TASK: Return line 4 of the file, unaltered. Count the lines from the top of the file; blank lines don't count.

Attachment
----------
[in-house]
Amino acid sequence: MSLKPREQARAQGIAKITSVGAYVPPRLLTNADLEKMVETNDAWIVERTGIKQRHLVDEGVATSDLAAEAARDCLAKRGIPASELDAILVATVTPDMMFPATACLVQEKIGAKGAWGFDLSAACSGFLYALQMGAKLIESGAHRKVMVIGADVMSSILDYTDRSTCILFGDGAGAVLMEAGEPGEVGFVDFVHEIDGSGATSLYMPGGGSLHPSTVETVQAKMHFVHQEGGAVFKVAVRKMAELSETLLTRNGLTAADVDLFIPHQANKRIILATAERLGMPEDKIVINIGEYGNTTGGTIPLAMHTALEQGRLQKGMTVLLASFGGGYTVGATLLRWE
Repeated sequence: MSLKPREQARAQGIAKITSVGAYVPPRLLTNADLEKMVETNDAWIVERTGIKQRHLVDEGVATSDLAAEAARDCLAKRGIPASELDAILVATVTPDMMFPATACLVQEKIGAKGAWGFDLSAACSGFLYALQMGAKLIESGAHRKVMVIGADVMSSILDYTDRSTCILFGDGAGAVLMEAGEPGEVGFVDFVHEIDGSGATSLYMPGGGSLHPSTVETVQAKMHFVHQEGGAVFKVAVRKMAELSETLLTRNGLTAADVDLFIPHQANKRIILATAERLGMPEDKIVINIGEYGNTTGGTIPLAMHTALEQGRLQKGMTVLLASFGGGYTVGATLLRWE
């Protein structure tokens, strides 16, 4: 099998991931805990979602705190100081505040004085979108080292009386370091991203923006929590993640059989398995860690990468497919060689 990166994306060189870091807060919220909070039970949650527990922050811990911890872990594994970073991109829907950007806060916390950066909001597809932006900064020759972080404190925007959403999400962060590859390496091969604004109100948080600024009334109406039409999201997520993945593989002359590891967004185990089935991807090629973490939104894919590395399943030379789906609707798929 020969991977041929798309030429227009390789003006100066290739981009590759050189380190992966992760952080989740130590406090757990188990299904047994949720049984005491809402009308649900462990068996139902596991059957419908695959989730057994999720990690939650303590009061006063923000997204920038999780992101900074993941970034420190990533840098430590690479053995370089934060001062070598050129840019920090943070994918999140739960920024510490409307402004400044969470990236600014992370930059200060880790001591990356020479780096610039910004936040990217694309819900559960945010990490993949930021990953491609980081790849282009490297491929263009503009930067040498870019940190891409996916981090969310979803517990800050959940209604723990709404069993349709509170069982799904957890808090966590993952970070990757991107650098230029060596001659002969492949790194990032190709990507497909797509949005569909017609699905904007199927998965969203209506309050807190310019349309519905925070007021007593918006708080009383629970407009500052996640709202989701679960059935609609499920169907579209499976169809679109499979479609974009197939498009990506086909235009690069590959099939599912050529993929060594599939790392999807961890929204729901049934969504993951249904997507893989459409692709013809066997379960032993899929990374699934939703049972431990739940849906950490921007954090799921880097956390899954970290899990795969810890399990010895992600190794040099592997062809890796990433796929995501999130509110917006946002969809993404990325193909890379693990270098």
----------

């Protein structure tokens, strides 16, 4: 099998991931805990979602705190100081505040004085979108080292009386370091991203923006929590993640059989398995860690990468497919060689 990166994306060189870091807060919220909070039970949650527990922050811990911890872990594994970073991109829907950007806060916390950066909001597809932006900064020759972080404190925007959403999400962060590859390496091969604004109100948080600024009334109406039409999201997520993945593989002359590891967004185990089935991807090629973490939104894919590395399943030379789906609707798929 020969991977041929798309030429227009390789003006100066290739981009590759050189380190992966992760952080989740130590406090757990188990299904047994949720049984005491809402009308649900462990068996139902596991059957419908695959989730057994999720990690939650303590009061006063923000997204920038999780992101900074993941970034420190990533840098430590690479053995370089934060001062070598050129840019920090943070994918999140739960920024510490409307402004400044969470990236600014992370930059200060880790001591990356020479780096610039910004936040990217694309819900559960945010990490993949930021990953491609980081790849282009490297491929263009503009930067040498870019940190891409996916981090969310979803517990800050959940209604723990709404069993349709509170069982799904957890808090966590993952970070990757991107650098230029060596001659002969492949790194990032190709990507497909797509949005569909017609699905904007199927998965969203209506309050807190310019349309519905925070007021007593918006708080009383629970407009500052996640709202989701679960059935609609499920169907579209499976169809679109499979479609974009197939498009990506086909235009690069590959099939599912050529993929060594599939790392999807961890929204729901049934969504993951249904997507893989459409692709013809066997379960032993899929990374699934939703049972431990739940849906950490921007954090799921880097956390899954970290899990795969810890399990010895992600190794040099592997062809890796990433796929995501999130509110917006946002969809993404990325193909890379693990270098």